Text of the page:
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Chester County Press

A comedy homecoming

11/11/2016 08:52AM ● By J. Chambless

Chris Haas, who grew up in Downingtown, is bringing his stand-up act to the Kennett Flash for the first time on Nov. 19.

By John Chambless
Staff Writer

Chris Haas is looking forward to his homecoming to Chester County, but there's a little bit of extra pressure. He'll be performing a stand-up comedy show at The Flash in Kennett Square on Nov. 19, and his family will probably be sitting front and center.

Haas grew up in Downingtown, and now works as a writer, director, stand-up comic and actor in Los Angeles. This weekend's show marks his first time back in our area, so he's titled the show “Chris Haas: Back In The 610.” On Nov. 10, Haas responded to some questions via e-mail at the very responsible hour of 8 a.m., West Coast time.

Q.: What was it about growing up in Downingtown that sparked your comedy career?

Chris Haas

 A.: Growing up in Downingtown always meant two things. 1. There would be supportive, wonderful people around to support you and watch your act/show/film, etc. 2. There would always be a faction of tradition and normalcy, which I just wanted to mock and expose from an early age. I love where I'm from, but I was always kind of weird. I wanted to fit in, but I never did. Then I didn't want to fit in. Sort of a vicious cycle. Somewhere out of that, jokes emerged. Also, I had a happy childhood, but grew up in a fog of self-loathing which was completely self-inflicted. I don't know know what that means, but it's gotta be something that drives someone to be a comedian.

What was your first stand-up performance like? Where was it, and how old were you?

My first “official” stand-up gig was at The Loft Ensemble, which at the time was in in Downtown LA. I was 27 and my set was aggressively bad. I prepared for three months for that gig and nobody laughed. A few crickets wandered in and were too stunned to even make a sound. The audience was correct in their assessment, though. I was awful. However, the first time ever was probably in third grade at the Brandywine Wallace Elementary School talent show. I put on a suit and did a scene from 'The Lion King.' With voices and everything. What a visionary.

Had you begun exploring film work before comedy? How did you decide to pursue writing, directing and acting?

Film work was what I always wanted to do. When I was a kid, I wanted to be a funny actor. Then for a second I wanted to be a serious actor. When I was about 12, though, I saw 'Pulp Fiction' and knew I wanted to be a writer/director. Since then, I've worked as hard as I can to be a great writer/director. It's slow and agonizing. I decided to pursue it because it's also thrilling, cathartic and enlightening at every turn. Plus, it's the only thing I'm any good at. I tried to work in phone sales once. That was a thrilling four hours. Somewhere along the way, I realized people thought my scripts were funny. With the encouragement of a few close friends and my wife, I decided to give stand-up an official shot. It was the craziest and most rewarding choice I ever made. That, and having kids. I guess the kids are alright too. I mean, they're OK, as far as kids go.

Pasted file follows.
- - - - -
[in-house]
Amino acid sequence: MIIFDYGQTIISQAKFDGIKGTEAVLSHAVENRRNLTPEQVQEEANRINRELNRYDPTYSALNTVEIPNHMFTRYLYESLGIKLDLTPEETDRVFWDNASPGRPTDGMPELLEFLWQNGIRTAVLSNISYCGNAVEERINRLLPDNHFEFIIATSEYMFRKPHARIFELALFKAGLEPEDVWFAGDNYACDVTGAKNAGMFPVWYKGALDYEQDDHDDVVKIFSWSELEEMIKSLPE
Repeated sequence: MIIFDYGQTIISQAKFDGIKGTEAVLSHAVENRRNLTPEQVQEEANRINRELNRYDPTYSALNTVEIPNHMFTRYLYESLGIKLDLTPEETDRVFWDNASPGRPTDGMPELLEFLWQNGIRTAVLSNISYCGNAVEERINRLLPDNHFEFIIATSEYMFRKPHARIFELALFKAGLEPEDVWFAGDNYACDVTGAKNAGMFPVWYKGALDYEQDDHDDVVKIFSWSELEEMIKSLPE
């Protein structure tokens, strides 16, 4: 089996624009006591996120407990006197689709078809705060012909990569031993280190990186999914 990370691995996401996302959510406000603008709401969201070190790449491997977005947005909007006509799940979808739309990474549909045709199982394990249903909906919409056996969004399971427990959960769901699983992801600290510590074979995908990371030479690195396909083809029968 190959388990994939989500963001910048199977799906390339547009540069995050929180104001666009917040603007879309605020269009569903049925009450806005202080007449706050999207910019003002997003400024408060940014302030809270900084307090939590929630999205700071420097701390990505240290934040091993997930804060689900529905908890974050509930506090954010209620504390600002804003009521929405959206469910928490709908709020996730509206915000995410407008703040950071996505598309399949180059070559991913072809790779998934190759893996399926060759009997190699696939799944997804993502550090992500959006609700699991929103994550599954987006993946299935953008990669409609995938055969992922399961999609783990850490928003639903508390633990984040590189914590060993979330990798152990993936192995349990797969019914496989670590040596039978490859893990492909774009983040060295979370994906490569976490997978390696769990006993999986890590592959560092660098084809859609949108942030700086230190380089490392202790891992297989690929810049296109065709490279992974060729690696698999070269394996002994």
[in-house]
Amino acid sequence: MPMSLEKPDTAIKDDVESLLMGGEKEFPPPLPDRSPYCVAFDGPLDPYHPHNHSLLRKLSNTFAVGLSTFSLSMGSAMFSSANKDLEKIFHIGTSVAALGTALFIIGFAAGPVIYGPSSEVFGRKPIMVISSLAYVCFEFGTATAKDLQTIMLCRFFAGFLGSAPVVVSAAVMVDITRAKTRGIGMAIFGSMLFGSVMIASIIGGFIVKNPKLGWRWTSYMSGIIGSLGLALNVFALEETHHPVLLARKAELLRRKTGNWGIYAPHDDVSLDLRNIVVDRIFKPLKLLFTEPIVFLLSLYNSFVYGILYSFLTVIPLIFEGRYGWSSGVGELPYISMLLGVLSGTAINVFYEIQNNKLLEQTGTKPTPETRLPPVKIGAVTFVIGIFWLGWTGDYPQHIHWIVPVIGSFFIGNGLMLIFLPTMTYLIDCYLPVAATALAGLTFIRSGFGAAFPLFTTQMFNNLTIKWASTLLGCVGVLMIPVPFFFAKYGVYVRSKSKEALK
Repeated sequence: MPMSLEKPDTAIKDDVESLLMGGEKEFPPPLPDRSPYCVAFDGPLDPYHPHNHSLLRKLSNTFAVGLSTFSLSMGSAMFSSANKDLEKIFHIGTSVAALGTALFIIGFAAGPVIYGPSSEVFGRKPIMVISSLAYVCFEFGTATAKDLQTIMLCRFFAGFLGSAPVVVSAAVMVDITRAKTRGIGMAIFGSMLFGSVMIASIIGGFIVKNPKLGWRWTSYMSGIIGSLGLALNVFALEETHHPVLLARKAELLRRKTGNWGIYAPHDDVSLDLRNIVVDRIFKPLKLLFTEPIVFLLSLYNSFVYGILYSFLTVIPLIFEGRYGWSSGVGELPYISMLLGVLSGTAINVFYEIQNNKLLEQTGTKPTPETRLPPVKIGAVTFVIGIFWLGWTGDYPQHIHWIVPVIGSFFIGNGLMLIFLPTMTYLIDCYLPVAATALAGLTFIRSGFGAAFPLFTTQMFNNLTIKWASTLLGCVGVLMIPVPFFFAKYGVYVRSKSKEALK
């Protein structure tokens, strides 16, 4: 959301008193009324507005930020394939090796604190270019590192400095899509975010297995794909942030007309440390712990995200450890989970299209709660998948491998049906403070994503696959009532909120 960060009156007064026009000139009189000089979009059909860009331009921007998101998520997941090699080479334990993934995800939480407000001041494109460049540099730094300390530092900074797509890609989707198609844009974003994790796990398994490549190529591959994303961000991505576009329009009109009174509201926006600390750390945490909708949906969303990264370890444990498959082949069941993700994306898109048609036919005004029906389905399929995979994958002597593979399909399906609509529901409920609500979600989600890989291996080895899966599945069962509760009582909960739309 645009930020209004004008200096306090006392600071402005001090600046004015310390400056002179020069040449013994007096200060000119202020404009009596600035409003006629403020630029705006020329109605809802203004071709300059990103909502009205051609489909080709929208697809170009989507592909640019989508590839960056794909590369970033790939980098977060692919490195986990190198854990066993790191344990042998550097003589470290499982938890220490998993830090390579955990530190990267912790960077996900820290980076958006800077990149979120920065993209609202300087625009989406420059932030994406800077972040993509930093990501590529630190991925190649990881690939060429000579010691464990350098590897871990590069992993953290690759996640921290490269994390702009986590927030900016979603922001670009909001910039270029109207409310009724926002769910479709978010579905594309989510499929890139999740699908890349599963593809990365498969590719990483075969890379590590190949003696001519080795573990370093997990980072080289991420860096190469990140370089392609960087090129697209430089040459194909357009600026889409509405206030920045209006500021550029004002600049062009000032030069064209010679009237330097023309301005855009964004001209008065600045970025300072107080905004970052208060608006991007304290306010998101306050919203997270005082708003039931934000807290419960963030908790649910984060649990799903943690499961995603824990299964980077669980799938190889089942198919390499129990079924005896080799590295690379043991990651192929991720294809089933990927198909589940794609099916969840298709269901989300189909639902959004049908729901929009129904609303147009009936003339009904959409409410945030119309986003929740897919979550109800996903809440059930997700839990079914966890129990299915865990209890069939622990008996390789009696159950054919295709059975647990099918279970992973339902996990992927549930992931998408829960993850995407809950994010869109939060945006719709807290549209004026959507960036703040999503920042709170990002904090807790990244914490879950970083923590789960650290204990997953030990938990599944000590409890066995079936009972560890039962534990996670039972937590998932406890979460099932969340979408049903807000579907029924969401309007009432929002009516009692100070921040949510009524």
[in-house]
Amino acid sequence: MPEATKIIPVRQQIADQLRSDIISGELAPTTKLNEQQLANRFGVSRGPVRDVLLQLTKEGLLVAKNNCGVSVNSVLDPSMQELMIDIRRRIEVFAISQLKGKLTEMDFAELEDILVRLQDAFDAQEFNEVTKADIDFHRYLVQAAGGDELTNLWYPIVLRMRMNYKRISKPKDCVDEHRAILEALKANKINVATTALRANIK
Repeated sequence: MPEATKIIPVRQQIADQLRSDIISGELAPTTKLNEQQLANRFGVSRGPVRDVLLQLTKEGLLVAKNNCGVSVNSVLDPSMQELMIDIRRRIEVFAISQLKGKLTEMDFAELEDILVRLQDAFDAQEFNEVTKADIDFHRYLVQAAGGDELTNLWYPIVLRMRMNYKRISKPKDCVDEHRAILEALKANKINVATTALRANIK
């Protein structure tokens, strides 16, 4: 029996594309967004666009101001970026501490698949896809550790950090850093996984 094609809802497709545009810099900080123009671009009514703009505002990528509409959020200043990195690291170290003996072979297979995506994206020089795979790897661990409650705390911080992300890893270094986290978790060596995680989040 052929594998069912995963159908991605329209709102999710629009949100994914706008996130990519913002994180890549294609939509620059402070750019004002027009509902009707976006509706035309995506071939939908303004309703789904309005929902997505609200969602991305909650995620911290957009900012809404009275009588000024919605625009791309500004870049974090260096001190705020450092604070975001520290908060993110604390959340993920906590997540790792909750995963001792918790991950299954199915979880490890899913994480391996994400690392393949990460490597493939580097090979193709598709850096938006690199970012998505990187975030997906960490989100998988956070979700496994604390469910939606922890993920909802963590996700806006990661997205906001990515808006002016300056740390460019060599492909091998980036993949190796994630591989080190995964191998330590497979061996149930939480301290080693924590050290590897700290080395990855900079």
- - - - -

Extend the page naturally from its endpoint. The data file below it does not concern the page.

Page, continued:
Given the amount of talking you admit is in your films, how do you pare down your live comedy work to keep it moving?

That was a real challenge at first. What I had to do was not write my act out and memorize it like a script. I had to start writing out loud, talking through it and sometimes trying bits out live before I practiced. That was terrifying at first, because as a writer, I felt like I was surrendering my greatest asset. It was the only way I could stop from overwriting my act, though.

Who are your comedy influences?

George Carlin, Woody Allen, Steve Martin, Louis C.K, Conan O'Brien and Patton Oswalt.

Who are your writing influences?

Aaron Sorkin, Woody Allen, Kevin Smith, David Mamet, Paul Thomas Anderson, J.D. Salinger and Allen Ginsberg.

How did you gather the other comedians who are part of the show at the Flash? Do you know all of them?

I've known Nick Karabetsos for many years. His sister is my best friend and he's a hilarious fellow with impeccable body hair. But that's neither here nor there. The other comics I was put in touch with by friends of mine who are active in the local comedy scene. All of these comics are first-rate and I'm honored they're doing the show.

How many Haas family members will be turning out to see you?

My parents will be there, as will my sister, Katie. It's so special for me because they've never seen me do stand-up in person. I also have some extended family from my father's side coming. If there are any other Haases I don't know about, they should bunny hop their way out to the show as well.

Given what just happened in the country, will there be a substantial number of Trump jokes at the show, or is it too soon?

I can't speak for the other comedians, but I'm certainly going to talk about it. I can't pretend that it isn't happening. Comedy brings people together. I hope. We're all just people.

Do you have an "appropriate for" age limit for the show? Would it be OK for teens?

I would say it's appropriate for 17-year-olds and up. However, one of the best things my father ever did was introduce me to George Carlin when I was 12. He opened Pandora's Box of language and truth for me at a young age. I would suggest discretion for anyone under 17. Toddlers are fine, though. Toddlers laugh a lot.

Back in the 610” with Chris Haas and guests Nicholas Karabetsos, Ethan Miller, Marc Huppman, Jillian Chiaro and Gene Meyer is scheduled Nov. 19 at 8 p.m. at the Kennett Flash in Kennett Square. Doors open at 7 p.m. Tickets are $15. Visit www.kennettflash.org for more information.


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